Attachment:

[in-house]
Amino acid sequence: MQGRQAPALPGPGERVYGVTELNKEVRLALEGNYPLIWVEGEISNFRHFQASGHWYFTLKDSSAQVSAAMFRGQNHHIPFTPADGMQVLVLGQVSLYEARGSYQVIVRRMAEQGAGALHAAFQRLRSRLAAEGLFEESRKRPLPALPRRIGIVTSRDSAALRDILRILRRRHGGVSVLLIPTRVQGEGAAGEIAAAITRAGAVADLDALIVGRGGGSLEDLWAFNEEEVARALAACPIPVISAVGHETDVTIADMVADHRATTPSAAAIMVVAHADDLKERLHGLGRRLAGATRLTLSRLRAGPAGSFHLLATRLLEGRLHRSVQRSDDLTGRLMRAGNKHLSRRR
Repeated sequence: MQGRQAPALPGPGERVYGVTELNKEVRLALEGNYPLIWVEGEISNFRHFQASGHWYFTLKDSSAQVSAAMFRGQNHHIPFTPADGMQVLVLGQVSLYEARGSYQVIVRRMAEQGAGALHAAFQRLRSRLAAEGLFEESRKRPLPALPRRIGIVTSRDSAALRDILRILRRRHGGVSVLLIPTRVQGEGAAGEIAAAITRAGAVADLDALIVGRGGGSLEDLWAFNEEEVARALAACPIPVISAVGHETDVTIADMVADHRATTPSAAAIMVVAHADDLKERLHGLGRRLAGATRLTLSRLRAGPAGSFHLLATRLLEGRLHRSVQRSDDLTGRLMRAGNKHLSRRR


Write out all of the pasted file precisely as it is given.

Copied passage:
[in-house]
Amino acid sequence: MQGRQAPALPGPGERVYGVTELNKEVRLALEGNYPLIWVEGEISNFRHFQASGHWYFTLKDSSAQVSAAMFRGQNHHIPFTPADGMQVLVLGQVSLYEARGSYQVIVRRMAEQGAGALHAAFQRLRSRLAAEGLFEESRKRPLPALPRRIGIVTSRDSAALRDILRILRRRHGGVSVLLIPTRVQGEGAAGEIAAAITRAGAVADLDALIVGRGGGSLEDLWAFNEEEVARALAACPIPVISAVGHETDVTIADMVADHRATTPSAAAIMVVAHADDLKERLHGLGRRLAGATRLTLSRLRAGPAGSFHLLATRLLEGRLHRSVQRSDDLTGRLMRAGNKHLSRRR
Repeated sequence: MQGRQAPALPGPGERVYGVTELNKEVRLALEGNYPLIWVEGEISNFRHFQASGHWYFTLKDSSAQVSAAMFRGQNHHIPFTPADGMQVLVLGQVSLYEARGSYQVIVRRMAEQGAGALHAAFQRLRSRLAAEGLFEESRKRPLPALPRRIGIVTSRDSAALRDILRILRRRHGGVSVLLIPTRVQGEGAAGEIAAAITRAGAVADLDALIVGRGGGSLEDLWAFNEEEVARALAACPIPVISAVGHETDVTIADMVADHRATTPSAAAIMVVAHADDLKERLHGLGRRLAGATRLTLSRLRAGPAGSFHLLATRLLEGRLHRSVQRSDDLTGRLMRAGNKHLSRRR